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BCSE In Action

FOR IMMEDIATE RELEASE                                                                                                                           
October 3, 2018               

Contact: Laura Tierney
Email: [email protected]
Office: 202.785.0507

Clean Energy Businesses Applaud New Approach on Resilience in Disaster Preparedness and Recovery

Washington, DC – Business Council for Sustainable Energy (BCSE) President, Lisa Jacobson, made the following statement following passage of the Disaster Recovery Reform Act (DRRA), which was passed this week along with legislation to reauthorize the Federal Aviation Administration (FAA), H.R.302.

“The Business Council for Sustainable Energy (BCSE) is pleased to see Congress pass the Disaster Recovery Reform Act, as part of the FAA reauthorization legislation.  This represents the most significant improvement to federal disaster recovery programs since the post-Katrina efforts.”

“According to a December 2017 Interim report of the National Institute of Building Sciences, society saves $6 for every $1 spent to mitigate disasters before they strike. The DRRA legislation recognizes these cost savings by focusing on pre-disaster mitigation measures that will ensure the United States will be better prepared for disasters by advancing electric grids, power supplies and building stock that are reliable, more resilient, agile, cost effective, cyber-secure, and environmentally sound.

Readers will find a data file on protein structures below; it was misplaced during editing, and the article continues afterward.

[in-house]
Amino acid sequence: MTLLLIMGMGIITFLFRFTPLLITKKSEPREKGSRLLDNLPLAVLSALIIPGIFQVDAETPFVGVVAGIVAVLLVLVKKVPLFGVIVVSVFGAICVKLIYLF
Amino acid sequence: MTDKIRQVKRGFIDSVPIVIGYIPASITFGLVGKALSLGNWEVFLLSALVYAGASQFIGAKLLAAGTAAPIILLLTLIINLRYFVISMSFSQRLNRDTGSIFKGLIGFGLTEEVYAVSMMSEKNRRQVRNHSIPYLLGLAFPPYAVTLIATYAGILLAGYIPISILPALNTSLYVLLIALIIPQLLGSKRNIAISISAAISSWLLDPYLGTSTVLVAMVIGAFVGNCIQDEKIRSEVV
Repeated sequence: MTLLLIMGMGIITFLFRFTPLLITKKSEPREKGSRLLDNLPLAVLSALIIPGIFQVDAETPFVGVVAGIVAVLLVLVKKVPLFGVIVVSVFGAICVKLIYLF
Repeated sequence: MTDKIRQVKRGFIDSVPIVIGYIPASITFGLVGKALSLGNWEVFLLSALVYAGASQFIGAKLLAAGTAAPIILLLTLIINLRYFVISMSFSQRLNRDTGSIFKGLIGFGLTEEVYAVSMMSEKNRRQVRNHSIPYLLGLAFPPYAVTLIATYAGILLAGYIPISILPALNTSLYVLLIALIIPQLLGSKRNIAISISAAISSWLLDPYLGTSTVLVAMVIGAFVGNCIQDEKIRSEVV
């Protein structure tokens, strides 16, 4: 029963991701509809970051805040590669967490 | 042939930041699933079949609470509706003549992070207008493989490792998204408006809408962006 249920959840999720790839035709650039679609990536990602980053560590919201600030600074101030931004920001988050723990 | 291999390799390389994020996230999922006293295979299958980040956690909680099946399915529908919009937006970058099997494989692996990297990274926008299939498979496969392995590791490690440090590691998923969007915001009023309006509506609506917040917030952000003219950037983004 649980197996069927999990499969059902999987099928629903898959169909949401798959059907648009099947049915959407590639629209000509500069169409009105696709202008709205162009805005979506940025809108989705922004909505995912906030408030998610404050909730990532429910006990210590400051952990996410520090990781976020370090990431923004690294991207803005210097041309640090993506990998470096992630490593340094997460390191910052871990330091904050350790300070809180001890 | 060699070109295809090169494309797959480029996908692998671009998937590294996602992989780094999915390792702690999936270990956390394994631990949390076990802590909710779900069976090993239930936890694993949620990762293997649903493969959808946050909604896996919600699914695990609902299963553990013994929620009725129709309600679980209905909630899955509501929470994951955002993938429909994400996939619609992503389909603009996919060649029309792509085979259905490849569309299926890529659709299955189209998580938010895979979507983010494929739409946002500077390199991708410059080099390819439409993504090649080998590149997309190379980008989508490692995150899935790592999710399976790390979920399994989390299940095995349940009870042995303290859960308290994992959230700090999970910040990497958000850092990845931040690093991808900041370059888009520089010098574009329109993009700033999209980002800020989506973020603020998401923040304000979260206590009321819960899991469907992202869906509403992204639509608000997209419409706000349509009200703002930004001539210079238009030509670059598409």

“The Disaster Recovery Reform legislation continues the momentum in this direction.  Certainly, more can be done, but the DRRA is an important step and the Council offers our assistance to work with Congress and federal agencies to advance these efforts.”

The Council launched a strategic dialogue on resilience and reliability during the summer and fall 2018, which has been aimed at defining the role that clean energy technologies play in providing these essential services of resilience and reliability. It is also aimed at identifying measures that can be taken to drive investment and deployment into more resilient and reliable infrastructure.

Congress began to address this issue in the aftermath of the 2017 hurricanes and wildfires by allowing the federal government to undertake and facilitate more resilient rebuilding of damaged or destroyed grid infrastructure, particularly with respect to Puerto Rico and the U.S. Virgin Islands.